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eLearning for First Responders

eLearning for First Responders is an interactive program that provides training and information about several scenarios that first responders encounter in incidents at railroad crossings and rail rights-of-way.

Frequently Asked Questions about Highway-Rail Intersections

Why can't a train yield to an emergency vehicle?

It takes the average freight train hauling 6,000 tons and traveling at 55 mph a mile or more - the length of 18 football fields - to stop.

What's louder: A train horn or an emergency vehicle siren?

Even if emergency sirens and air horns are deactivated as emergency vehicles approach crossings, ambient noise levels in their cab could mask the sound of an approaching train horn.

What should drivers of emergency vehicles do when approaching highway - rail intersections?

Turn off sirens, air horns and other sound-producing devices. Slow down, open the vehicle's window, and look both ways to see if a train is approaching. At crossings with obstructions or severe curves interfering with vision, stop your emergency vehicle and ask a crew member to go out and check on crossing safety.

Other resources are available from our safety partners at the Federal Railroad Administration:

  • Rail Safety for Law Enforcement - The Federal Railroad Administration's (FRA) informational video for the law enforcement community, as part of its Grade Crossing Safety & Trespass Prevention program.
  • Rail Safety for Law Enforcement: Incident Investigation - An FRA informational video brings a clear understanding to law enforcement officers of the challenges associated with investigating highway-rail grade crossing collisions.
  • Rail Safety for Emergency Response Services - FRA’s informational video for emergency response services as part of its Grade Crossing Safety & Trespass Prevention program.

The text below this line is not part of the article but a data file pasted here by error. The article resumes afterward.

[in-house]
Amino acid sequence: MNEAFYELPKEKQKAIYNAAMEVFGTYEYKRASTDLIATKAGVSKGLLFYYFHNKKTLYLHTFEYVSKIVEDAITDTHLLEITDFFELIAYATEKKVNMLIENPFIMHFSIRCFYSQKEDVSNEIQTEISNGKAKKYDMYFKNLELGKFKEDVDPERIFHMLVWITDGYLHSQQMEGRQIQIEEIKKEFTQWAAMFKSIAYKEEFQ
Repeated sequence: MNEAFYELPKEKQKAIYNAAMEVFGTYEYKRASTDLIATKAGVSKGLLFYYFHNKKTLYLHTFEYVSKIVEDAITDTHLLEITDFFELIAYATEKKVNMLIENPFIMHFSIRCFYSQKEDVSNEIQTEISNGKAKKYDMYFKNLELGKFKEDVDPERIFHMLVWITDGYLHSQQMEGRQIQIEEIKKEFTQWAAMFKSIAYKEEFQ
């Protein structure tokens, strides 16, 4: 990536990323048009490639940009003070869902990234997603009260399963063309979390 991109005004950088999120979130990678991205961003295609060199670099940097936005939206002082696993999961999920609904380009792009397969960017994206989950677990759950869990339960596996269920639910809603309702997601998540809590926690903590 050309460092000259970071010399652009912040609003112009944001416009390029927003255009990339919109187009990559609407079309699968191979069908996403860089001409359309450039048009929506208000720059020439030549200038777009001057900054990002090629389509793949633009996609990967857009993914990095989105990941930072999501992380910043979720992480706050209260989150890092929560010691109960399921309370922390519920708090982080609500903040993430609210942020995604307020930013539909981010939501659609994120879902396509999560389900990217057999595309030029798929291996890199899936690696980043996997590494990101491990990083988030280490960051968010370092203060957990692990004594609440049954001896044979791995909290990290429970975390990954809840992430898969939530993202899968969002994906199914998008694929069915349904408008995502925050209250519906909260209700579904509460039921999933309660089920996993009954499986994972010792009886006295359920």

• Rail Safety for Emergency Dispatchers - The FRA's informational video for emergency dispatchers, a product of the Grade Crossing Safety & Trespass Prevention program.

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Fast Facts

Who has the right of way?

A train always has the right of way. Plan routes allowing drivers and other crew members clear views down the railroad tracks in both directions.

Know where emergency numbers are located.

Know which railroad controls the tracks and have emergency numbers for them at dispatch centers. This is especially important if there is more than one railroad operating in your community.

What do you do if a train is blocking your way?

If a train is blocking an intersection you must use, contact your emergency dispatcher or the local railroad office.

Avoid parking or stopping on tracks if possible.

Don't place emergency vehicles on tracks and expect a train to be able to stop quickly enough to avoid a collision.

How do you notify trains of an emergency?

To stop a train, contact the railroad. Use all available reference points, checking signal housing for DOT crossing number, to give exact locations. If known, supply railroad mile posts, road name, crossroads and town.

Rail Safety for Fire Response Teams

When fighting long-term brush or structure fires, contact the railroad to obtain clearance to move ballast stones and feed hoses under the tracks. Doing so allows both safe, effective fire fighting and train passage.